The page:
A great session from 1959 – one that features John Coltrane playing with the Adderley group, recorded in Chicago when they were stopping through the city with Miles Davis' combo at the time! In fact, since the rhythm section includes Wynton Kelly, Paul Chambers, and Jimmy Cobb – and since Coltrane's sitting in with Cannon – the album's essentially a Kind Of Blue-era Miles album, recorded without Miles on trumpet, and grooving in a slightly more soul-based Adderley mode. Given the presence of Coltrane, there's a bit less of the gutbuckety soul jazz that Cannon was cutting in his own Quintet – but that's more than ok with us, as the Coltrane solos more than make up for that difference! The set's got 2 great originals by Coltrane – "The Sleeper" and "Grand Central" – plus the cuts "Wabash" and "Limehouse Blues". (Japanese pressing. Cover has a promo sticker.) © 1996-2016, Dusty Groove, Inc.
We realize that there are many different interpretations of the standard grades used for pre-owned vinyl record albums & CD, so we thought we'd offer you the ones that we are working with, so you have an idea what we mean when we give the grade for a non-new item on our pages.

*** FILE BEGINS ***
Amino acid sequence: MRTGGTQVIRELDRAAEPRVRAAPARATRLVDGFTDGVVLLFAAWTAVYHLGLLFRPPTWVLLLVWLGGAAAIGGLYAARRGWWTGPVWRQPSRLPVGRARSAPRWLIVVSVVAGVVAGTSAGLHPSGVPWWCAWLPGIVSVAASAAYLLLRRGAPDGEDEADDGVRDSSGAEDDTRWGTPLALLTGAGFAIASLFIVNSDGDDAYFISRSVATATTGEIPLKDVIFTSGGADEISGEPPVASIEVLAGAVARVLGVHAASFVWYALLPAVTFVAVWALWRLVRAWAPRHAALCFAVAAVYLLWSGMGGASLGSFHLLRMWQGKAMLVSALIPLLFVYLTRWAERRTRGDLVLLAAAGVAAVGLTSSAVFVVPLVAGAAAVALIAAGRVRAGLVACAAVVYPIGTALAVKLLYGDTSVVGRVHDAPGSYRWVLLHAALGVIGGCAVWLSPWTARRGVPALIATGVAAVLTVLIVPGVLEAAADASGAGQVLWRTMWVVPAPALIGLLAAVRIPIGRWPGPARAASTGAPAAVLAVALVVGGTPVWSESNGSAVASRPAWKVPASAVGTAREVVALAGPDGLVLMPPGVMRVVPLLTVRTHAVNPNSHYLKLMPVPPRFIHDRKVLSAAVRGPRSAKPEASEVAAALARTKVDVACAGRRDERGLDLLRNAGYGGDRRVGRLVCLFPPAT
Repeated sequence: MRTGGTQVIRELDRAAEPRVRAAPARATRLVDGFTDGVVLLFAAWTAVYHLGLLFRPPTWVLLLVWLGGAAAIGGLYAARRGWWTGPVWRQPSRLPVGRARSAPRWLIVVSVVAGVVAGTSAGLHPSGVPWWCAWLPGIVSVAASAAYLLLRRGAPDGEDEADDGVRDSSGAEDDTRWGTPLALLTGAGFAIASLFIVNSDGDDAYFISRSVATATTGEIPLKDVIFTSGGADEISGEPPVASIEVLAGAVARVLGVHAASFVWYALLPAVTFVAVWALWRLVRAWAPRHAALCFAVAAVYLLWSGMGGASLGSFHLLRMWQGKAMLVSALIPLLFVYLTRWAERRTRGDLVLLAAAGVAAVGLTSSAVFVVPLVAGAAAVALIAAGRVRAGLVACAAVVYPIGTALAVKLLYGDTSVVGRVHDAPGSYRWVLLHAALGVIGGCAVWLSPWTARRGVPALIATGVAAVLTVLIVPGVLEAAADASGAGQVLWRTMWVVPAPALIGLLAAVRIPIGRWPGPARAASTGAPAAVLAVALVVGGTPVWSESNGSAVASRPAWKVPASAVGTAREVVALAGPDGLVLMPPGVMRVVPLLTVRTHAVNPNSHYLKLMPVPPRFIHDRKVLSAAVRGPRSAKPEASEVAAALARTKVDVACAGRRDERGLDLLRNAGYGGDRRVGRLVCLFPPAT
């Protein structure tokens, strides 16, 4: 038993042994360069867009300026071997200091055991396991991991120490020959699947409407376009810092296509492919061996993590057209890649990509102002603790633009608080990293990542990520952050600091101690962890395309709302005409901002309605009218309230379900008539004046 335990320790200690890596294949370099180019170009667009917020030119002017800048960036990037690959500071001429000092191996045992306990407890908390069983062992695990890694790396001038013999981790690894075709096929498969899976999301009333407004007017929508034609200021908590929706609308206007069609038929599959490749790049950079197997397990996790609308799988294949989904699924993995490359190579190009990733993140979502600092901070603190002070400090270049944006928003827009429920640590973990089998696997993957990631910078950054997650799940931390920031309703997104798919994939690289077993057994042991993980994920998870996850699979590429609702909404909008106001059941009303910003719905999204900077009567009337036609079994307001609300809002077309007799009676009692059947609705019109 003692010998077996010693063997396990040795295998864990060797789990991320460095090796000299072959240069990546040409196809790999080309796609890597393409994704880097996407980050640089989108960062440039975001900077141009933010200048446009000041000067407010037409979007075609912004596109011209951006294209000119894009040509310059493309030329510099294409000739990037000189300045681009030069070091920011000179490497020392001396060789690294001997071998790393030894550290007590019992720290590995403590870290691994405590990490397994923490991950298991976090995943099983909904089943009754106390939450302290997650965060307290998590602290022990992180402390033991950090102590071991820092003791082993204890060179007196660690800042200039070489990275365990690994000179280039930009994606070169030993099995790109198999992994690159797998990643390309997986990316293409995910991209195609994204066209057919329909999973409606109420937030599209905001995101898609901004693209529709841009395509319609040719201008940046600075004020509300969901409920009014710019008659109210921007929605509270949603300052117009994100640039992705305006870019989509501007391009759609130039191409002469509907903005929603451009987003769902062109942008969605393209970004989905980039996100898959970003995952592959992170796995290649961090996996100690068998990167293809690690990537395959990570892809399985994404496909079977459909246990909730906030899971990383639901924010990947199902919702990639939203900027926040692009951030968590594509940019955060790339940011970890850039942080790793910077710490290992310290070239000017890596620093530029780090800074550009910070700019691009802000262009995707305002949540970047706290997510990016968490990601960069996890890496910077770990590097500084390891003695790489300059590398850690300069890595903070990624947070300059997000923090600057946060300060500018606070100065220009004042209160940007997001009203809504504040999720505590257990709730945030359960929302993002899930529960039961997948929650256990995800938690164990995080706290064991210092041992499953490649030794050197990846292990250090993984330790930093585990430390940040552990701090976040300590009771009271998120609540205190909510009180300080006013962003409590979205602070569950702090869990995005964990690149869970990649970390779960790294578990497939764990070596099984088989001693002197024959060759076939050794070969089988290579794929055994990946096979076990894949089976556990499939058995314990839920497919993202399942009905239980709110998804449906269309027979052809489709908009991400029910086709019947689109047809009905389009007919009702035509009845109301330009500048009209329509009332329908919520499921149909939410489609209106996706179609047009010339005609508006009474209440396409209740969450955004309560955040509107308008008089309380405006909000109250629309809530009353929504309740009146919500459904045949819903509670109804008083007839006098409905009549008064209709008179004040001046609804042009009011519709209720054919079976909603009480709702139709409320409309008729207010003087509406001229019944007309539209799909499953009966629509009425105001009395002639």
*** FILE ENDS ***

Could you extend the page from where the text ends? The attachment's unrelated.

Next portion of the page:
Below are stated conditions for a used vinyl records at Dusty Groove. Grading for the cover should be assumed to be near (within a "+" or "-") the grading for the vinyl. If there is significant divergence from the condition of the vinyl, or specific flaws, these will be noted in the comments section of the item. However, please be aware that since the emphasis of this site is towards the music listener, our main concern is with the vinyl of any used item we sell. Additionally, please note that all of our records are graded visually; considering the volume of used vinyl we handle, it is impossible for us to listen to each record. If we spot any significant flaws, we make every attempt to listen through them and note how they play.
The following grading conditions apply to the vinyl component of an album or single:
If something is noteworthy, we try to note it in the comments — especially if it is an oddity that is the only wrong thing about the record. This might include, but isn't limited to, warped records, tracks that skip, cover damage or wear as noted above, or strictly cosmetic flaws.